M H Restoration

Period Property Restoration

Great Horwood
Buckinghamshire
01296 711186

  • Traditional Brick and Stone Work - M H Restoration
  • Traditional Brick and Stone Work - M H Restoration
  • Traditional Brick and Stone Work - M H Restoration
  • Traditional Brick and Stone Work - M H Restoration
  • Traditional Brick and Stone Work - M H Restoration

Traditional Brick and Stone Work

We undertake all traditional brickwork using sympathetic and professional approach. We offer site visits, reports and specifications for historic and decorative brickwork including specialist pointing, jointing, craftsmanship, failure, restoration and conservation repairs.

We use only traditional methods, materials and lime mortars and understand the importance of historic buildings and are very sympathetic when repairing / restoring any building.

Choosing or matching the right type of brick is of paramount importance Walls constructed of porous brick and lime mortar and which are plastered with lime plasters are said to be ‘breathable’, as are brick or flag floors. In the winter months, the combination of large open fires and draughts from ill-fitting windows and doors kept a flow of warmed air running through a building and so enhanced the evaporation of moisture from walls and floors. The end result was a dry building with little sign of damp internally. It worked well, particularly when you consider that damp-proof courses in wall bases and under-floor membranes were only common from the mid-19th century.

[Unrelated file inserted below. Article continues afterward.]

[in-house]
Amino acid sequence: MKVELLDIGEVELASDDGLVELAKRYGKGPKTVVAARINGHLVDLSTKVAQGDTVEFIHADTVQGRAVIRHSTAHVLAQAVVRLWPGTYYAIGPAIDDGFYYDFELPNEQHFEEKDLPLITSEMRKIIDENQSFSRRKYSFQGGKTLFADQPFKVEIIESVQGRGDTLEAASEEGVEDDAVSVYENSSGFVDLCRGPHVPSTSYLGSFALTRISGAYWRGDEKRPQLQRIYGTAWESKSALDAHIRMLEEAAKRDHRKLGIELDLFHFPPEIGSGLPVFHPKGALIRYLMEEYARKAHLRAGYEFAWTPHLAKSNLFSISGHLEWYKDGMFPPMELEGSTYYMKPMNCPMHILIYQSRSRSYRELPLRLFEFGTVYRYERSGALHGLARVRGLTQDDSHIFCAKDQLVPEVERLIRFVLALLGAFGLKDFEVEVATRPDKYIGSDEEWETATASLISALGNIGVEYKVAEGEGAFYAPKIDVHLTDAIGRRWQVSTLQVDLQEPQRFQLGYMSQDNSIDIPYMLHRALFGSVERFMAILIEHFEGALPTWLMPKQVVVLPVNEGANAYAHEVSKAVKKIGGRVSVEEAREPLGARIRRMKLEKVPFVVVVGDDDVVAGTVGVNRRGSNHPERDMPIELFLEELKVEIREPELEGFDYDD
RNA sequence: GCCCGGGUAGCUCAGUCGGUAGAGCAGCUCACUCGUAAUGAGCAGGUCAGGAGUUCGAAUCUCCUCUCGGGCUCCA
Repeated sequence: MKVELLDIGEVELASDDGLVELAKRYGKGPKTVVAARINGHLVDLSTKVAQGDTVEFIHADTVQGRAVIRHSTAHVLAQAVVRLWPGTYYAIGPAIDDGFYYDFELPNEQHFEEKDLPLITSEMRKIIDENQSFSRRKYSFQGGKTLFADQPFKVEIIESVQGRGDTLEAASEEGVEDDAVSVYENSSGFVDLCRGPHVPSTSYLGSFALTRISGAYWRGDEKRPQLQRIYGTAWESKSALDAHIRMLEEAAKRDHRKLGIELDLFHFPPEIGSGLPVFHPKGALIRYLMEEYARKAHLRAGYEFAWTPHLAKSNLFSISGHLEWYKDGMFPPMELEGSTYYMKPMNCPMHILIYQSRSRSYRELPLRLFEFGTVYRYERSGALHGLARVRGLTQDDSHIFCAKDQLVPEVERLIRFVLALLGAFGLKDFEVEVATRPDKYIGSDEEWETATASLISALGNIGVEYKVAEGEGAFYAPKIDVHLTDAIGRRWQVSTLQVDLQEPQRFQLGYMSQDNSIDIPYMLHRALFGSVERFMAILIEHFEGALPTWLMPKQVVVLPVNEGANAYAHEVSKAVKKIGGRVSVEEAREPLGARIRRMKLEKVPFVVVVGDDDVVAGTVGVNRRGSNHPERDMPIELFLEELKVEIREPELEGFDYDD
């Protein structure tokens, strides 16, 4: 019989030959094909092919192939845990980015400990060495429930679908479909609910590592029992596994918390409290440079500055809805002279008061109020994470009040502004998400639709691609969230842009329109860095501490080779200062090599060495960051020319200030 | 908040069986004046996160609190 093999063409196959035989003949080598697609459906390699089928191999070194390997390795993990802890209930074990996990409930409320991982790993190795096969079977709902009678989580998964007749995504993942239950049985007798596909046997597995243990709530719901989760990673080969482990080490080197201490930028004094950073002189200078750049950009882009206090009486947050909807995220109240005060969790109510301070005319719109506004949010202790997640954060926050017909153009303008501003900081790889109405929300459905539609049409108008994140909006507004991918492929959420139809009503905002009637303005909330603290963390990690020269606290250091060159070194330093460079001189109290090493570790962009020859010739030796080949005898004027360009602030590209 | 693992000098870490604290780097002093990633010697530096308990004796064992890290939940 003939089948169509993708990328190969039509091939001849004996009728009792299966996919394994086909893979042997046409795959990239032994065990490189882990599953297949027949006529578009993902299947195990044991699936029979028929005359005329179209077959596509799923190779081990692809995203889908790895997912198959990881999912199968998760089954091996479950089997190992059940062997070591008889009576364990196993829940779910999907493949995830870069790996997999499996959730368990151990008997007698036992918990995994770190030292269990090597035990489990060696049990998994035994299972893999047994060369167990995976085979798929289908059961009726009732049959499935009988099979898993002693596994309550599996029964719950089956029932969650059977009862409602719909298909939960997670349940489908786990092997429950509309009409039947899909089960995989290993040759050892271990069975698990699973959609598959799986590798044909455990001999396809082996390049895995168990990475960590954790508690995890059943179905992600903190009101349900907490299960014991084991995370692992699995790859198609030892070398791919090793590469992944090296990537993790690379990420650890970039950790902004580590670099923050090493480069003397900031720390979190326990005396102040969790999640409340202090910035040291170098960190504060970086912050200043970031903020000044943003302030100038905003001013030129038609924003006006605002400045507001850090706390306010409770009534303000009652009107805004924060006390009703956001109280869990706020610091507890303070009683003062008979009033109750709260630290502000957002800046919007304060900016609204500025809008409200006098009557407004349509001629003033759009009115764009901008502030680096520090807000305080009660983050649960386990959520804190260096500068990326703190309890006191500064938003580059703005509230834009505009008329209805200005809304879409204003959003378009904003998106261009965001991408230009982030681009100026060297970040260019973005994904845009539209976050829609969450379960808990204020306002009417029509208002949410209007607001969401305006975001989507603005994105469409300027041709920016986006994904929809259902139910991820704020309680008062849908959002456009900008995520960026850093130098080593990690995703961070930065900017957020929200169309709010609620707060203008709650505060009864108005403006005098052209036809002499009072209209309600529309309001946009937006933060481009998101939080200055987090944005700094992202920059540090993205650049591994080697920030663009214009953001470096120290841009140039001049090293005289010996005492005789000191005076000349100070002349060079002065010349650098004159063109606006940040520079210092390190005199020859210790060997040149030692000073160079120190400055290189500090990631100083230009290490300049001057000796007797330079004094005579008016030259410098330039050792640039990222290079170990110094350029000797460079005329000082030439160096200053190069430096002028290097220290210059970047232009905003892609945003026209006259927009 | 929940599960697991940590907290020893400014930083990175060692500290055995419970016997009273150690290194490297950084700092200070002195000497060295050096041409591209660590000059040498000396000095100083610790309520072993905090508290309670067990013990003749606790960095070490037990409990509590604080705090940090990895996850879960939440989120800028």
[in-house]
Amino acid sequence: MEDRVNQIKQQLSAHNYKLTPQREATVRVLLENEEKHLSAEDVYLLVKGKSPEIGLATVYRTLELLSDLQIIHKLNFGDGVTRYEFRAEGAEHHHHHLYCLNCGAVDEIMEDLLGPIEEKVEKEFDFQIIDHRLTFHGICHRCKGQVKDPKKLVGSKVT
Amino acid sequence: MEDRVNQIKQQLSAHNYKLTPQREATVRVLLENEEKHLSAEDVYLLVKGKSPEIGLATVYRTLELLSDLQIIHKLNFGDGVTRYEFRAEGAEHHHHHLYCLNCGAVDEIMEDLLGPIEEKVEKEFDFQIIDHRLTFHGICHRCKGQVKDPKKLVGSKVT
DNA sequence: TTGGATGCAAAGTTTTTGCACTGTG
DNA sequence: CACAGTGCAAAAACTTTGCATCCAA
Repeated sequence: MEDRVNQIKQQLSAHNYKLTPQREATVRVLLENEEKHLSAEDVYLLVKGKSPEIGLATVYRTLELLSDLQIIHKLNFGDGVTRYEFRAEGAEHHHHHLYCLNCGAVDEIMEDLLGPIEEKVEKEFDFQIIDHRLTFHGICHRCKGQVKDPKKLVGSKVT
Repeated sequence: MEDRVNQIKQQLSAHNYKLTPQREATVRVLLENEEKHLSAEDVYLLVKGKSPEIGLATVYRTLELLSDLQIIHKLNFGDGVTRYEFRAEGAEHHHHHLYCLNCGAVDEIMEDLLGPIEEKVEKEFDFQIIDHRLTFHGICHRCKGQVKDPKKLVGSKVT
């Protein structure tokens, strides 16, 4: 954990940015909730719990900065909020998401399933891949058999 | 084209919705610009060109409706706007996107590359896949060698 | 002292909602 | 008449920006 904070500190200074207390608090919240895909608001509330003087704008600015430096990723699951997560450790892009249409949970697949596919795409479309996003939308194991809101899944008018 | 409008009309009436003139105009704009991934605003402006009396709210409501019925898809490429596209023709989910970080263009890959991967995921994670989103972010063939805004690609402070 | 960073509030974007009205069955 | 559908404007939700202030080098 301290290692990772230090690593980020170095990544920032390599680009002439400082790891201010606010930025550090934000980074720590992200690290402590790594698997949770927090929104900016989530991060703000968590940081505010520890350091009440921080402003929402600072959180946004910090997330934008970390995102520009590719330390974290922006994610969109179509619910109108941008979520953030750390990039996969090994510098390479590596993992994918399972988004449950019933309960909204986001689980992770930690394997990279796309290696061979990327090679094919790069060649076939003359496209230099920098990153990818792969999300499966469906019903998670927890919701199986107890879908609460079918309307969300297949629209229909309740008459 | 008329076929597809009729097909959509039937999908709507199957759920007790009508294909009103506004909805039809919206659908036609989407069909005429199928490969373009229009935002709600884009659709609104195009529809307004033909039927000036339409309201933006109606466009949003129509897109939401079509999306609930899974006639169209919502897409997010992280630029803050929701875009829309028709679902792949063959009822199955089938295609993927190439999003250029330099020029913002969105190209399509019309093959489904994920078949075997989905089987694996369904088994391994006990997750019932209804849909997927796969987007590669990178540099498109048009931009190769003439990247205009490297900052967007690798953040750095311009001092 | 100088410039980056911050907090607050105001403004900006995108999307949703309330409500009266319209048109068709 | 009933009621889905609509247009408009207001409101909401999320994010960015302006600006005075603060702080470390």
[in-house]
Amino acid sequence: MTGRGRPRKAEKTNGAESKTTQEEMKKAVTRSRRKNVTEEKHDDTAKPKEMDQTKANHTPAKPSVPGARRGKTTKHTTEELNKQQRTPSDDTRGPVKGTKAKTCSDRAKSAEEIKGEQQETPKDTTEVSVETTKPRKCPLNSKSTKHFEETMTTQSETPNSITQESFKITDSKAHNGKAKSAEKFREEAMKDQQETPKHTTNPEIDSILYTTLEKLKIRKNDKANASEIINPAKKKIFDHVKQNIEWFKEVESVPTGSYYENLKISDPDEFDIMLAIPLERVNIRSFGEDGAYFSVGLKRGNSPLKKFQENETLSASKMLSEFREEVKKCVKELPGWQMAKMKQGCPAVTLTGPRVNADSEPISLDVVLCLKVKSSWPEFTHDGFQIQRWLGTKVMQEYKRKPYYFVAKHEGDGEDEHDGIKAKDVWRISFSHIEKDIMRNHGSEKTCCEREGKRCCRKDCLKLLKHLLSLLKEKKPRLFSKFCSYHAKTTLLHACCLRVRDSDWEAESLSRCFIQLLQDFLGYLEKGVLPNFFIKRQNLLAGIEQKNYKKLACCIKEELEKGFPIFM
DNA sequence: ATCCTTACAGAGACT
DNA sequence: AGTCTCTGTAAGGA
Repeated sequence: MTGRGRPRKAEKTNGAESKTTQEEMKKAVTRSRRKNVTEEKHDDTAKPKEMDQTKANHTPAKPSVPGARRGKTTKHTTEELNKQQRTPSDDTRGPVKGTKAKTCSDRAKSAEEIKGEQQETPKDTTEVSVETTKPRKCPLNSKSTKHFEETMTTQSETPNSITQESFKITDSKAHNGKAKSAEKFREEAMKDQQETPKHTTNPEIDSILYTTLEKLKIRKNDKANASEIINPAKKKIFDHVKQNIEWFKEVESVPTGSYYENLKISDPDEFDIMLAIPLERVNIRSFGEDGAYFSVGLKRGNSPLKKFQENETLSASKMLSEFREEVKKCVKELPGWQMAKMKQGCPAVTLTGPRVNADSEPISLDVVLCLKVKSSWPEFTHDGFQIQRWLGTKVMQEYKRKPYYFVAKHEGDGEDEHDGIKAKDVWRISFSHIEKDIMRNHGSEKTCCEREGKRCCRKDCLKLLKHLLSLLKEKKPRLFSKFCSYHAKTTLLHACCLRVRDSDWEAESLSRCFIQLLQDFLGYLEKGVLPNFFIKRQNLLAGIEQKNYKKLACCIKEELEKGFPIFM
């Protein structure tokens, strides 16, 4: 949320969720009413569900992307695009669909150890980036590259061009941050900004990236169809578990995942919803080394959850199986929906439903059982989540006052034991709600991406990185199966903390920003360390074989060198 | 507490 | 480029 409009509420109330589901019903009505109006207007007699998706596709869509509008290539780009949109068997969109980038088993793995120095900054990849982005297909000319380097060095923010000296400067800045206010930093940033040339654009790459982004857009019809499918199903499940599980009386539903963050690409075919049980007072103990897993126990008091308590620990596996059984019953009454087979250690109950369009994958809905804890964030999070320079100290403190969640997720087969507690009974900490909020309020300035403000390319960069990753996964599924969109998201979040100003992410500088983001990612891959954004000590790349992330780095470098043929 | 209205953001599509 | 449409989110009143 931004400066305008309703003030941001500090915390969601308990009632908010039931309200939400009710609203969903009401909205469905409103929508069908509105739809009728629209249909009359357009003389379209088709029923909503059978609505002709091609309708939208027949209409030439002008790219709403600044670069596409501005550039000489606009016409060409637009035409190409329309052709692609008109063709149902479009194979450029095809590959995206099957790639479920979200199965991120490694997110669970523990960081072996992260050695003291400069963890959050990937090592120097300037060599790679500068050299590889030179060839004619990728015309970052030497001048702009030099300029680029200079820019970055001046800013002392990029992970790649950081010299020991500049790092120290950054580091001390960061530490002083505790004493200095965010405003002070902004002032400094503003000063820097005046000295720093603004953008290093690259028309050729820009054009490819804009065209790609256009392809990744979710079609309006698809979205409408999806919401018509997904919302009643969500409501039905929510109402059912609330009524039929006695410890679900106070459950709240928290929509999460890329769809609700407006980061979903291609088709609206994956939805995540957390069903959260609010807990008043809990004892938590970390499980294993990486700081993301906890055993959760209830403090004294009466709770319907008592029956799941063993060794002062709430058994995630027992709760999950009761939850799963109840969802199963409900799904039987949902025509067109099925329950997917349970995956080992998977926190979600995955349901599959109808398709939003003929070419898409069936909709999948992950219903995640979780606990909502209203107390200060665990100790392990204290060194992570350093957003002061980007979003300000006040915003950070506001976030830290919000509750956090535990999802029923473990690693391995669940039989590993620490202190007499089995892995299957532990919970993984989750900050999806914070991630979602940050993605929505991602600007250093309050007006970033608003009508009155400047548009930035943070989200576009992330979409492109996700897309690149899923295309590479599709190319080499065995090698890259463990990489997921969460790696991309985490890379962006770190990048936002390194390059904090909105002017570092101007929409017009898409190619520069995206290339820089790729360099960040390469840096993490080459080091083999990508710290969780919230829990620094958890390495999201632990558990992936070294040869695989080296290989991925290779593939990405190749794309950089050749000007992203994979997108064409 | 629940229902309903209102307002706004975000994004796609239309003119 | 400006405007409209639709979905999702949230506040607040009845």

In addition to solid wall construction, an early use of brick was for infilling timber frames. In houses, the frame and infill was usually plastered on the inside and sometimes rendered on the outside too, to draughtproof the construction. Thinner walls in old buildings, say 8 inches thick, that feel solid when tapped, might well indicate a brick infill to a timber frame. The thickness here is controlled by the size of the timber posts and beams used in construction, which remain structural in performance.

Portland cement-rich mortars should never be used to point historic brickwork as these are far too hard and impervious, forcing water to evaporate through the brick. Furthermore, pointing is always shallow; the rigid grip of the cement is confined to a depth of just half an inch of brick, so any movement in the wall can cause the face of the brick to fail.

Copyright © 2017, Steve Bryant.

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